Unhealthy Workplace Habits are the Norm for UK Workers

May 27, 2016

Research carried out by ergonomics experts Fellowes has found that most UK workers have admitted to a range of different unhealthy workplace habits. Their habits are well-known to be bad for them but workers still claim they continue the activities which could lead to long-term health problems. Whilst workers admitting to bad habits is one thing, it is still an issue for employers who are obliged to provide their workers with a safe and comfortable environment in which to work.

According to Fellowes’ research 88% of office workers are of the belief that they are simply ‘creatures of habit’ when it comes to their workplace behaviours. 94% of all respondents admitted to sitting still for long periods of time without moving whilst a further 85% admitted they come into work they were unwell. The respondents admitted to both these habits, despite 91% of them agreeing that comfort of work is a factor in overall quality of life and wellbeing.

Sitting for long periods of time can cause damage to the posture and from a health perspective a fully sedentary lifestyle can be dangerous for your general health and wellbeing.

86% of those surveyed in the study also said that they forget to give their eyes a break from their computer screens. Eye strain can result in headaches, the need for glasses down the line and it can be permanently damaging for the eyes.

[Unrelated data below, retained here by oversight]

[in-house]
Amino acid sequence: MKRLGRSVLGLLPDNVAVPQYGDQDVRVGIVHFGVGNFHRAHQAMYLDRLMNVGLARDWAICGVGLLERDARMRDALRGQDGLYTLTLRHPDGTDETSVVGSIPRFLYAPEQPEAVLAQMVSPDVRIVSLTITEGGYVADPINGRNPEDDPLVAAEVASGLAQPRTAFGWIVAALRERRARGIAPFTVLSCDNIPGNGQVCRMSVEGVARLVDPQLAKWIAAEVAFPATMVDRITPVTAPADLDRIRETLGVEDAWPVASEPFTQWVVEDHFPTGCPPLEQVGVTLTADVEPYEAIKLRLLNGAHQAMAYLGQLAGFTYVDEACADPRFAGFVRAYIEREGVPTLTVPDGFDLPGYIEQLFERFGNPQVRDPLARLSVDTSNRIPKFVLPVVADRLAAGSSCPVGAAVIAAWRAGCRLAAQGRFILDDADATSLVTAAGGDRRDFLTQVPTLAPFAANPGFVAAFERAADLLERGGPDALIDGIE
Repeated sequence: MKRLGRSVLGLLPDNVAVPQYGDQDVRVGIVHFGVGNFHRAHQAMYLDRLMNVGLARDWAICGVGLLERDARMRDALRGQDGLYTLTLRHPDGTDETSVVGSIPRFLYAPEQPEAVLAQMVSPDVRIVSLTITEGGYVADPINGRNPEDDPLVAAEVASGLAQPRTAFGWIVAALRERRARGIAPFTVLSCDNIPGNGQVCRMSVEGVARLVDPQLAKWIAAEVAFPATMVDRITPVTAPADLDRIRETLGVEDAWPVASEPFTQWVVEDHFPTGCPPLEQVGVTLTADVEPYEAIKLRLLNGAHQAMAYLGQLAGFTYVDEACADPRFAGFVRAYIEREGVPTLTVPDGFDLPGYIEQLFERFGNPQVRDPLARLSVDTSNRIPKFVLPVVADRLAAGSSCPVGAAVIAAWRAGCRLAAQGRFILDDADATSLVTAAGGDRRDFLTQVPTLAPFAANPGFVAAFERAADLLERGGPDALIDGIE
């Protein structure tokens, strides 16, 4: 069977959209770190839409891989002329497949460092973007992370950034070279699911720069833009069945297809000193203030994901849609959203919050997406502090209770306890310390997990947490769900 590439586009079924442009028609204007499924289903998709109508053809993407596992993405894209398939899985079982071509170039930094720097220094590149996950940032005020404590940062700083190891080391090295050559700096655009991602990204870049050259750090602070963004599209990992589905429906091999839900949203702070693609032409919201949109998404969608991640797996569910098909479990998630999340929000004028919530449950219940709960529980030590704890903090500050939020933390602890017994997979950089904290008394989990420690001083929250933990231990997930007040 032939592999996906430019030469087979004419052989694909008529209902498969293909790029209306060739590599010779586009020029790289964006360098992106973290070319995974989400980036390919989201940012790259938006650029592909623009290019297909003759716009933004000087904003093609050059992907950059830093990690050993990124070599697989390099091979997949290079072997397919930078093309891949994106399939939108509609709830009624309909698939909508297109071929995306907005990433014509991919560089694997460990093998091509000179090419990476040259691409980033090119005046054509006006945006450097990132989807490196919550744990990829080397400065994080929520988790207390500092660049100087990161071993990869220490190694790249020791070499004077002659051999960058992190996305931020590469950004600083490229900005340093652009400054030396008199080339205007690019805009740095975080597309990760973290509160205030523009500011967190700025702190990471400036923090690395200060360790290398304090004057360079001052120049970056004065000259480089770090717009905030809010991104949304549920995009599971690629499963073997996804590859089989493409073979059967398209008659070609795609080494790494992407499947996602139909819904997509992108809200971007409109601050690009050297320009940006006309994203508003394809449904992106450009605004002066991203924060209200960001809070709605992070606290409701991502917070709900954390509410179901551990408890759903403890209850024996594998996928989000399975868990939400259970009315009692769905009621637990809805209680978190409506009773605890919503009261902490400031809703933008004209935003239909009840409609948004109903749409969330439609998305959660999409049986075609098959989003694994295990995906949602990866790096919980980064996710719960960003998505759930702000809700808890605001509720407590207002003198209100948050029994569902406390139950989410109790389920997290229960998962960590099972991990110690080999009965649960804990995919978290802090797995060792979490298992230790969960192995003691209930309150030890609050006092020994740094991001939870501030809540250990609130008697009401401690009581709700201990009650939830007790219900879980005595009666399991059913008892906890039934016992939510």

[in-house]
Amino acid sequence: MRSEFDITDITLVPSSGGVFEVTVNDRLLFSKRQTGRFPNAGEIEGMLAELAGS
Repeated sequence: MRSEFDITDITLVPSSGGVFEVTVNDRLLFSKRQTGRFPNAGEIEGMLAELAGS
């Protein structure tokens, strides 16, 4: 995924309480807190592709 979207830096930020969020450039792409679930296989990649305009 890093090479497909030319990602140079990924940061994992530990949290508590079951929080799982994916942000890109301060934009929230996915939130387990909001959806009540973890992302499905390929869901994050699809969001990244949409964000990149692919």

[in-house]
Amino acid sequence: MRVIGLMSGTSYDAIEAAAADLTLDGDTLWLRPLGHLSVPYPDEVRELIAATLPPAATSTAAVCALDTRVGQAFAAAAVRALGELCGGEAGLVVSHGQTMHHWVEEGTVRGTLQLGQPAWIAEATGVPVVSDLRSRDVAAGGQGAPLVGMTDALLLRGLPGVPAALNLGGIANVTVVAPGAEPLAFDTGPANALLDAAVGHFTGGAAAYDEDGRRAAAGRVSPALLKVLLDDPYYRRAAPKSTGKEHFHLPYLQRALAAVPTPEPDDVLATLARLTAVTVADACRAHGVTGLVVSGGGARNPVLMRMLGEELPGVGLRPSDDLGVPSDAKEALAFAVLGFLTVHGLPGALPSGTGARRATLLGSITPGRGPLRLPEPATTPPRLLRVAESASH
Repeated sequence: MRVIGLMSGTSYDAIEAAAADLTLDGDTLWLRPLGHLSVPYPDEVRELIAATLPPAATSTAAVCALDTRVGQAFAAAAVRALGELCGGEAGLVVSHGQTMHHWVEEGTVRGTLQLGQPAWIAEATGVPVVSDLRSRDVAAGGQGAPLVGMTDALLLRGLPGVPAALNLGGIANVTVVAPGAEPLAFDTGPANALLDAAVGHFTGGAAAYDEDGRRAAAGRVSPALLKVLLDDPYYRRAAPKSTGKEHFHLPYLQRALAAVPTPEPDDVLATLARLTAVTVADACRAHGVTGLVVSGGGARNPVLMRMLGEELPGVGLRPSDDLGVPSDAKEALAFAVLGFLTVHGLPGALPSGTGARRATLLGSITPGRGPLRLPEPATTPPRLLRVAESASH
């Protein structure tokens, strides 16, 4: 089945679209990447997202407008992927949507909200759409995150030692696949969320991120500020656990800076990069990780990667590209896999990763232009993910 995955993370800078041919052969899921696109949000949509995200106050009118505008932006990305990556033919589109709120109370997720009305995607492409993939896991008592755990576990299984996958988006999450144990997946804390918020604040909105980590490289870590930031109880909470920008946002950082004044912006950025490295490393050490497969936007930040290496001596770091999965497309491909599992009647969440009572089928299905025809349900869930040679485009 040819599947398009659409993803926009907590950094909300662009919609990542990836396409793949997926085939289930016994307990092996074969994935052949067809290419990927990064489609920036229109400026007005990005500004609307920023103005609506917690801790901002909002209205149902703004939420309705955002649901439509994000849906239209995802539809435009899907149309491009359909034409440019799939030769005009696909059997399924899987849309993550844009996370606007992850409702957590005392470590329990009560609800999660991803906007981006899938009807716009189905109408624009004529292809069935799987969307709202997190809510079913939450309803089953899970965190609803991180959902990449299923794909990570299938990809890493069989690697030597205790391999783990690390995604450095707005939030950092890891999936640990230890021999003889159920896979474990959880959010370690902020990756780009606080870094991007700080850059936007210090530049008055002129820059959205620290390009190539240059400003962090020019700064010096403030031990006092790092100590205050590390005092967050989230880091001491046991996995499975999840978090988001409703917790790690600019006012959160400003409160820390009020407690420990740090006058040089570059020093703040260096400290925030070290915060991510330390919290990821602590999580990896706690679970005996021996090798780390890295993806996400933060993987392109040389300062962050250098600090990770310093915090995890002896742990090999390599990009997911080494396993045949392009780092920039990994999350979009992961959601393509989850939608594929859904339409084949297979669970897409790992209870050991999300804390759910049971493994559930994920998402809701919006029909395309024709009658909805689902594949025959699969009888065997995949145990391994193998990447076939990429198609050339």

78% of those surveyed also said that they slouch at their desk and this too can be damaging for the posture and cause neck strain, back strain and more severe problems over time. 25% of those questions even admitted to needing to take time off work due to health problems associated with sitting at their desks and working with a computer and 45% admitted to have needed to take medication for the same reasons.

Workplace Habits

Comfortable and Safe in the Workplace

58% of employees surveyed said they would rather keep their health and wellbeing concerns to themselves than raise issues with their employer or manager. However, in some instances the reasons for their ill health or injury could be down to an unsatisfactory office layout, inappropriate desks or tables and therefore it is an issue which the employer simply has to sort out.

Speaking on behalf of Fellowes their UK & Ireland Sales and Marketing Director, Darryl Brunt, commented: “Companies must do more to educate and improve conditions for their staff, as not only do they have a responsibility for their wellbeing, but ultimately it benefits the business; a good working environment is proven to increase employee productivity and performance, making a happier organisation all round.”

Employers have an obligation to provide workplaces which are comfortable and do not have any risks in place which could lead to employees falling ill or being injured due to their workplace. This involves the need for ensuring all office equipment is fit for purpose and that workers are reminded of the need to take breaks, take time away from their computer screen and ensure they are only in work if they feel well enough to be there.

photo credit: Last one in the office via photopin (license)